How to Develop Good Relationships With the Media for a Nonprofit Organization

Learning how to develop good relationships with the media for a nonprofit organization is essential to bolstering donations and volunteers to help your cause. You don't need a professional public relations team to effectively communicate with reporters in your area.


  1. 1
    Make a database of key media outlets in your area. Start locally, then expand the list to regional and even national media. Include newspapers, television programs, websites and radio stations. Keep an updated list with personal contact information for each entry.
  2. 2
    Introduce yourself to local reporters who cover your beat. For example, if your non-profit is a domestic violence shelter, contact the reporter who most likely to cover crime or domestic violence issues.
  3. 3
    Give reporters who cover your beat a free copy of any publications you sell and a free ticket to any events you organize. The cost of doing so will be more than offset by any free publicity you garner.
  4. 4
    Pitch story ideas as they come up. Do not pester a reporter to cover every meeting held by your non-profit. Story ideas must pertain to a relevant and timely issue in order to get any notice. It's important to have a human interest angle in mind.
    • If a reporter turns down your story pitch, don't take it personally. It may not work into the reporter's schedule, or she may not find the idea relevant at the time. Don't give up and remain on friendly terms with the person.
  5. 5
    Make time for reporters and be accessible. Don't be afraid to give out your cell phone number. If a reporter cannot reach you with one phone call, he most likely will move on to an alternative source for his story.
  6. 6
    Be accurate and trustworthy when a reporter comes to you for a quote. If you make her miss her deadline or feed her with lousy information, he will not call back the next time he needs help.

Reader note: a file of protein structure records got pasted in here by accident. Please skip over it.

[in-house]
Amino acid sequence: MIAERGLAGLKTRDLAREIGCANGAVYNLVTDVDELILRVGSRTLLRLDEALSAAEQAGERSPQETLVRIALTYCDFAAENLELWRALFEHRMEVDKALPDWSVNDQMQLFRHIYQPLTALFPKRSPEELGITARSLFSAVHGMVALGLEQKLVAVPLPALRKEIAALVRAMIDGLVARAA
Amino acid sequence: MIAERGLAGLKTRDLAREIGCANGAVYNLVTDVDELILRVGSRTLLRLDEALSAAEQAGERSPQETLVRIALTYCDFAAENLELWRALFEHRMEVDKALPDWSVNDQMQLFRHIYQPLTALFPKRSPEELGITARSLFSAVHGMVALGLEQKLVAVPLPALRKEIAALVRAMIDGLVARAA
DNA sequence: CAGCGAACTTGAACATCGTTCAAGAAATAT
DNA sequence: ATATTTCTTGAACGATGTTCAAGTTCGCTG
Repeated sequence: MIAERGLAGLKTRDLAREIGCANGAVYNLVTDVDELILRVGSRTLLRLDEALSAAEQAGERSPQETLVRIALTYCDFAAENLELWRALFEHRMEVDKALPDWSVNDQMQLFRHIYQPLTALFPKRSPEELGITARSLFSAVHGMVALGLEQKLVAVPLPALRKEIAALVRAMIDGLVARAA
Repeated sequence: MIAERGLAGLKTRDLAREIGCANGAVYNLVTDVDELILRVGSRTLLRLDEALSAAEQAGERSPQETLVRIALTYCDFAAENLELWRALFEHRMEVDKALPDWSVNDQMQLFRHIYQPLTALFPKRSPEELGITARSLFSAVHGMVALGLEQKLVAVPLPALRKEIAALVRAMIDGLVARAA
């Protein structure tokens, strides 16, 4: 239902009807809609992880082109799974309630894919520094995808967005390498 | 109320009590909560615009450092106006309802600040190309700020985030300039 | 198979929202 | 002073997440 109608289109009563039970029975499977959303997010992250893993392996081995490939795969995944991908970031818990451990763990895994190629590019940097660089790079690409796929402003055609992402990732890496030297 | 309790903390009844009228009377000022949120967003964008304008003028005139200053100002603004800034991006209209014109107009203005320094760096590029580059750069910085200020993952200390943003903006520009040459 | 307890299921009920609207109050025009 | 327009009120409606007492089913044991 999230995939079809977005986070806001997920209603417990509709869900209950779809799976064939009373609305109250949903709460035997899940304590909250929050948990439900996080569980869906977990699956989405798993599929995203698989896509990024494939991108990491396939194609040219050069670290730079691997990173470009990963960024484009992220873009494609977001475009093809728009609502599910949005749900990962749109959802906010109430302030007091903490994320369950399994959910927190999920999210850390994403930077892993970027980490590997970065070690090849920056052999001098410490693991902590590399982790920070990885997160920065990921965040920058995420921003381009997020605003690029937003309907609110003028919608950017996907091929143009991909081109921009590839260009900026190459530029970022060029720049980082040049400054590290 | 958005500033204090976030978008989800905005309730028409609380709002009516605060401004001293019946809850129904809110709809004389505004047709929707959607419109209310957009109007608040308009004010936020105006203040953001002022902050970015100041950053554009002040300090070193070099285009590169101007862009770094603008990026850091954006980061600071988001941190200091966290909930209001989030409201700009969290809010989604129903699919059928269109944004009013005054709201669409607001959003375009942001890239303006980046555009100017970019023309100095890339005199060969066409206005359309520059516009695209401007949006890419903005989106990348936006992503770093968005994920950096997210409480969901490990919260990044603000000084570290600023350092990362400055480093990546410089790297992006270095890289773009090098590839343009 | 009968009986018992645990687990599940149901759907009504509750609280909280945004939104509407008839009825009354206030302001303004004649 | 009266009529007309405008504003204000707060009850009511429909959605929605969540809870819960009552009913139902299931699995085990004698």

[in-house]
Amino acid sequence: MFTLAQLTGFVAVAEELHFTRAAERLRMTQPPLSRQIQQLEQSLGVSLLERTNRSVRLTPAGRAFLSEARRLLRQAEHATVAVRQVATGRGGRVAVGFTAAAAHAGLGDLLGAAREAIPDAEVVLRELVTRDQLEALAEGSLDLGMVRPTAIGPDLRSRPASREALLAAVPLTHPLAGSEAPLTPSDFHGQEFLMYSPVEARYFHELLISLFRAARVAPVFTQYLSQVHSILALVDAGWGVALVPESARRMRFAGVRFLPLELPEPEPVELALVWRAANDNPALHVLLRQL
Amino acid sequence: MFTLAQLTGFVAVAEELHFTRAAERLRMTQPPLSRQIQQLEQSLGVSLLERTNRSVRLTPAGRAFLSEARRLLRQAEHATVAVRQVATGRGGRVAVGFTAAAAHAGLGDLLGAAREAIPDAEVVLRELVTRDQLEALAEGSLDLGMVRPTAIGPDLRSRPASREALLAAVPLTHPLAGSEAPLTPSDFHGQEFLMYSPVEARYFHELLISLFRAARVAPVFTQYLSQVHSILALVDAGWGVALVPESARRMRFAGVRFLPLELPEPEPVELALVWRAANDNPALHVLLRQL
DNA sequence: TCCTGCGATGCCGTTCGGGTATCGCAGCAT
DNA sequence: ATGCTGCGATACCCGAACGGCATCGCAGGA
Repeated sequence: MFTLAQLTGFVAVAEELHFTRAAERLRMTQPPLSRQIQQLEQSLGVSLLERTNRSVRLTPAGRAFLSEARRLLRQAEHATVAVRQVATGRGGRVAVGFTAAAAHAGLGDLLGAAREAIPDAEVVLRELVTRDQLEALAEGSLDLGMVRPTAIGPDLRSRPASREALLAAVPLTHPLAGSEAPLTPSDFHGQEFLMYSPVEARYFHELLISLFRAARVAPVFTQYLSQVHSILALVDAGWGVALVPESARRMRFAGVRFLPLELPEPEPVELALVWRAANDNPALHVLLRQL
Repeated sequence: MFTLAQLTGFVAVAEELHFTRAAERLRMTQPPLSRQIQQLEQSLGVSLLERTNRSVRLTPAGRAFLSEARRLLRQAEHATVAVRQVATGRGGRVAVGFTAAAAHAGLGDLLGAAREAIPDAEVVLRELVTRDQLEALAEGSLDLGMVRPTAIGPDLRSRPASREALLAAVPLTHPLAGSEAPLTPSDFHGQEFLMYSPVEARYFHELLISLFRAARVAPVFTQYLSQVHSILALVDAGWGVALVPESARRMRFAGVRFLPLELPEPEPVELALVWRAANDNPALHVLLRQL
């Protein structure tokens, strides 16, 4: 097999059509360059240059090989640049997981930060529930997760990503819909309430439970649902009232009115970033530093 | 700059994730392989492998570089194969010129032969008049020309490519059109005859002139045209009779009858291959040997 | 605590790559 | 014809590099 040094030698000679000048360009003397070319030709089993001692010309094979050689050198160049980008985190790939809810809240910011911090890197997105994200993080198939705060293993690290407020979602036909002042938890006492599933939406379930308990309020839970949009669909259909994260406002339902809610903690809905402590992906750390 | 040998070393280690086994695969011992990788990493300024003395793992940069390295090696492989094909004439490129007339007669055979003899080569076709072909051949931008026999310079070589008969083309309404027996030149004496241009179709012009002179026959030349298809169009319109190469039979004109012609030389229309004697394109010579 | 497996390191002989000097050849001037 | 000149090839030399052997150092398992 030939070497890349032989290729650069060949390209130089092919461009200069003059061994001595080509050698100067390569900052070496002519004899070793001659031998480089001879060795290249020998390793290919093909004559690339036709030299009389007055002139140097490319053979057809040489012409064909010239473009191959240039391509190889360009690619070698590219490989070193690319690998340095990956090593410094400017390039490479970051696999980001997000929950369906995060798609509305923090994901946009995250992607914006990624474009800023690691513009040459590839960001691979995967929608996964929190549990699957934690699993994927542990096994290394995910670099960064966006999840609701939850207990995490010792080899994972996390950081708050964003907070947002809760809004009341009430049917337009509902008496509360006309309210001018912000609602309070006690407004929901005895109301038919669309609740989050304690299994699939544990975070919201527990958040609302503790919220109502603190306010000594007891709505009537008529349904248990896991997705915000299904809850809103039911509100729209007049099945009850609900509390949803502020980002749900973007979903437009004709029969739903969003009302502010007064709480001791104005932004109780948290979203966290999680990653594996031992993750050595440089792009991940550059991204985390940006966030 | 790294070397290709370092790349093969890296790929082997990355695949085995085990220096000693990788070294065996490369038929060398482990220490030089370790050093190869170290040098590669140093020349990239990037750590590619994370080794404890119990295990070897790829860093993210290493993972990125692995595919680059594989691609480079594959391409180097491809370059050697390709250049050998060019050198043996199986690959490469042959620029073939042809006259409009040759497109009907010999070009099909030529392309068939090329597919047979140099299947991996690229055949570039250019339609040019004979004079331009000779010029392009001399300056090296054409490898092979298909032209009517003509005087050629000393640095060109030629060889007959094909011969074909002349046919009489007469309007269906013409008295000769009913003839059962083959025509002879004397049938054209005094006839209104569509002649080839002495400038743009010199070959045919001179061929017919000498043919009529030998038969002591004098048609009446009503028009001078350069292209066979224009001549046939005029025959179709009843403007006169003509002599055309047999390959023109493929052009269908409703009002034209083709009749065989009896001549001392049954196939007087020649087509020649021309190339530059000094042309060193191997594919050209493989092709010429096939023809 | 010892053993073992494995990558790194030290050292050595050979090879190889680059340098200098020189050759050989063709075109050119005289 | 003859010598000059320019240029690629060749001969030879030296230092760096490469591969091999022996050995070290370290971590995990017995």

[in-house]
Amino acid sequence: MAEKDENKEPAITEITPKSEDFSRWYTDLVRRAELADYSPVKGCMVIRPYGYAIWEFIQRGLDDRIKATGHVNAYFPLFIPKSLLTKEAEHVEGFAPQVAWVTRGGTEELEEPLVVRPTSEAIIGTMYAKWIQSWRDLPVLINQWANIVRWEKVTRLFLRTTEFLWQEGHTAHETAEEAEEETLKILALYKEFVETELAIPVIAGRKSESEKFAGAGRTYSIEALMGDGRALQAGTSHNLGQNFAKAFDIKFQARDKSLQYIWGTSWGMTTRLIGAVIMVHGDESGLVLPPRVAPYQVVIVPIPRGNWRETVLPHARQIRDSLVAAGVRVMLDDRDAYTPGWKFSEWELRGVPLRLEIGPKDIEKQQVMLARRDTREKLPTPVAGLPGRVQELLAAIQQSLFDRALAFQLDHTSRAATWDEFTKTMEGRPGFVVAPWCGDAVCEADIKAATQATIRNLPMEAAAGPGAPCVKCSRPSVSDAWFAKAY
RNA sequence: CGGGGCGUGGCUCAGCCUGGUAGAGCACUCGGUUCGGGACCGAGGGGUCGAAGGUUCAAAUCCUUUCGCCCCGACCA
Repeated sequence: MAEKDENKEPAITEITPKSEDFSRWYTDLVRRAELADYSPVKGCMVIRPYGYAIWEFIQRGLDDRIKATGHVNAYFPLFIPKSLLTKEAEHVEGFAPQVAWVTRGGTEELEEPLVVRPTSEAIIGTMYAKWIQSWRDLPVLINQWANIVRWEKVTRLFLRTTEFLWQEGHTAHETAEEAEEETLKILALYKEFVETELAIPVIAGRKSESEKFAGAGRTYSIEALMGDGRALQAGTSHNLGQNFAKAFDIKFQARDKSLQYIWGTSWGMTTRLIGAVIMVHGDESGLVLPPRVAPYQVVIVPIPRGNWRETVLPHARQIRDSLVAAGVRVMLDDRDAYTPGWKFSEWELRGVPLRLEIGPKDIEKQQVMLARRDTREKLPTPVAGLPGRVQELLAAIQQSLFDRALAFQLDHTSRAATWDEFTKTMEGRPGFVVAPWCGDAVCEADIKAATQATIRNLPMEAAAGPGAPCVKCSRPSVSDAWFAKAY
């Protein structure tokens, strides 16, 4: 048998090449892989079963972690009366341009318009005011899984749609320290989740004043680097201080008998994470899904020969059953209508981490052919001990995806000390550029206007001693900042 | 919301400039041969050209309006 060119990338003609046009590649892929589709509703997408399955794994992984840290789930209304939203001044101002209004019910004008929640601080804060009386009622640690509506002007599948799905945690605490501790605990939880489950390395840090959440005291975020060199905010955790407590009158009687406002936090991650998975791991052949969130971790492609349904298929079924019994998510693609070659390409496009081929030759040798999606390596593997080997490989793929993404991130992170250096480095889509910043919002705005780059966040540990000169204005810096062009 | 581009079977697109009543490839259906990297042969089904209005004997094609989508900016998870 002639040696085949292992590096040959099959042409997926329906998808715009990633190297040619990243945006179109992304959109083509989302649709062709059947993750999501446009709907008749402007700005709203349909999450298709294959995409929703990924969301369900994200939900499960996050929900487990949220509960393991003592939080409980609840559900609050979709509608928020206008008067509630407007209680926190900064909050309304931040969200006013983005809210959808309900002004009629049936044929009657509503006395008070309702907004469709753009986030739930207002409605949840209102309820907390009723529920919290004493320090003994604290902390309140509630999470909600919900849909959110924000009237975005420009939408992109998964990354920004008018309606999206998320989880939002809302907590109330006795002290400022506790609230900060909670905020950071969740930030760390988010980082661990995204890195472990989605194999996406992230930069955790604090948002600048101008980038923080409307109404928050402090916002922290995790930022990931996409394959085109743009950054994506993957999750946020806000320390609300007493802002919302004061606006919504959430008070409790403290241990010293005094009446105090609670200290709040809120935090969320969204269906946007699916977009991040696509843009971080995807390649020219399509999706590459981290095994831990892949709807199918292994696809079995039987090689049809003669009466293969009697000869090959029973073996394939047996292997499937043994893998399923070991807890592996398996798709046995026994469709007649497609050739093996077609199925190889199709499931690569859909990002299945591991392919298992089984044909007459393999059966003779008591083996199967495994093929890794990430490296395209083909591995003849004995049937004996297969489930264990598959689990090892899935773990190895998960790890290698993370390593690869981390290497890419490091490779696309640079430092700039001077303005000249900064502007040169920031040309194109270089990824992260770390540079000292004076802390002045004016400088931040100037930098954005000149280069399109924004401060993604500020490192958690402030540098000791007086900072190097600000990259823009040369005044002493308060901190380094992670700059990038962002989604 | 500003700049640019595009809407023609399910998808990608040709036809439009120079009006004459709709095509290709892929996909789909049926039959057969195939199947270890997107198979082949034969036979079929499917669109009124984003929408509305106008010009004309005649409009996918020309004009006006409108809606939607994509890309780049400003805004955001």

7. 7
    Think on your feet because a reporter isn't going to wait for a canned response from you hours later. When a reporter asks a question, she wants an immediate answer.
    • If there's no way you can answer immediately, ask the reporter when her deadline is. Be sure to get back to her as soon as possible.
  8. 8
    Send press kits or releases to a specific contact at a news organization. Press kits and releases are not as effective as making a call to a reporter, but they are a good way to send background information on your agency. Include your business card so reporters can keep your contact information on file.
  9. 9
    Thank reporters when you are satisfied with the stories they write. Reporters rarely receive praise.


  • Never ask to read copy before it is published as most media outlets have policies against this. Asking does nothing more than alienate the reporter, leaving the impression that you don't trust him to be professional.
  • Don't try to talk the reporter into becoming a member of your organization. Not only does that present a conflict of interest for the reporter, but you're missing the purpose of having him come to your event or writing a feature on your club. The reporter is already giving you free publicity. Answering every question he asks with, "We need to get you signed up!" only annoys the reporter and makes him more hesitant to reach out to you in the future.

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Categories: Finance and Business